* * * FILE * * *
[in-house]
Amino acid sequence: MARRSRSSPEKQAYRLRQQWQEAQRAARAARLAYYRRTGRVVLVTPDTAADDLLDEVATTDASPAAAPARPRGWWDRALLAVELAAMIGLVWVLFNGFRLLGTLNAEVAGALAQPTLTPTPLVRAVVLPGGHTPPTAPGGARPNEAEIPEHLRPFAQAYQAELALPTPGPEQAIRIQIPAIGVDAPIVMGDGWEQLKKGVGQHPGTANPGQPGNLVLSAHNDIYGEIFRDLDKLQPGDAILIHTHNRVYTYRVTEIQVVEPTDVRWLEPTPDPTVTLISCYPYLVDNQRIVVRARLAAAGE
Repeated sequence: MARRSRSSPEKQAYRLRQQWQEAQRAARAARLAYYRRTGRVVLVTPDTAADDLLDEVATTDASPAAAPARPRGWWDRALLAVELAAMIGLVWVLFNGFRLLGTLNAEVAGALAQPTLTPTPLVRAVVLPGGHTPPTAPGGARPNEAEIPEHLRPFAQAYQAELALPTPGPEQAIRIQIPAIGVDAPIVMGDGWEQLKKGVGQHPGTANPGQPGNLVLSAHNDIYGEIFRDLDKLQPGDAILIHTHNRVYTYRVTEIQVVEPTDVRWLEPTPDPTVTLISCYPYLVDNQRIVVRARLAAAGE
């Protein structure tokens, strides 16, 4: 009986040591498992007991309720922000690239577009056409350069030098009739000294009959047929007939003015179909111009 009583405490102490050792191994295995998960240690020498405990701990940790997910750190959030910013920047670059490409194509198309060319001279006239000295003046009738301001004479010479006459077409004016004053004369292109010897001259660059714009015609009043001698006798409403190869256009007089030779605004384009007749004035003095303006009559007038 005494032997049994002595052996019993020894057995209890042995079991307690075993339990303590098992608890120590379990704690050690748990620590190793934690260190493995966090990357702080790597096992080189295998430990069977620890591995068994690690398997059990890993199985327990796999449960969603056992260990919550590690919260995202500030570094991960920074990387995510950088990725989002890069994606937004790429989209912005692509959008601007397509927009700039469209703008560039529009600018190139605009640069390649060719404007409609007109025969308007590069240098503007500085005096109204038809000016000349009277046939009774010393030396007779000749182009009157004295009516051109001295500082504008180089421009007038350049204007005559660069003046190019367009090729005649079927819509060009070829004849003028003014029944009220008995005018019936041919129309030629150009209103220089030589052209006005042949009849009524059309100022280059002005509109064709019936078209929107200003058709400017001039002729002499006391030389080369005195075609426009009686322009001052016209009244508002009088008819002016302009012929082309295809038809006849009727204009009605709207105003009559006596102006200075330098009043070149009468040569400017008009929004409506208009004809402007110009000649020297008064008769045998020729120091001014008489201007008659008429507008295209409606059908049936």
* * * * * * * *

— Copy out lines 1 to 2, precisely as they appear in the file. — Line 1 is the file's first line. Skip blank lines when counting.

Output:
[in-house]
Amino acid sequence: MARRSRSSPEKQAYRLRQQWQEAQRAARAARLAYYRRTGRVVLVTPDTAADDLLDEVATTDASPAAAPARPRGWWDRALLAVELAAMIGLVWVLFNGFRLLGTLNAEVAGALAQPTLTPTPLVRAVVLPGGHTPPTAPGGARPNEAEIPEHLRPFAQAYQAELALPTPGPEQAIRIQIPAIGVDAPIVMGDGWEQLKKGVGQHPGTANPGQPGNLVLSAHNDIYGEIFRDLDKLQPGDAILIHTHNRVYTYRVTEIQVVEPTDVRWLEPTPDPTVTLISCYPYLVDNQRIVVRARLAAAGE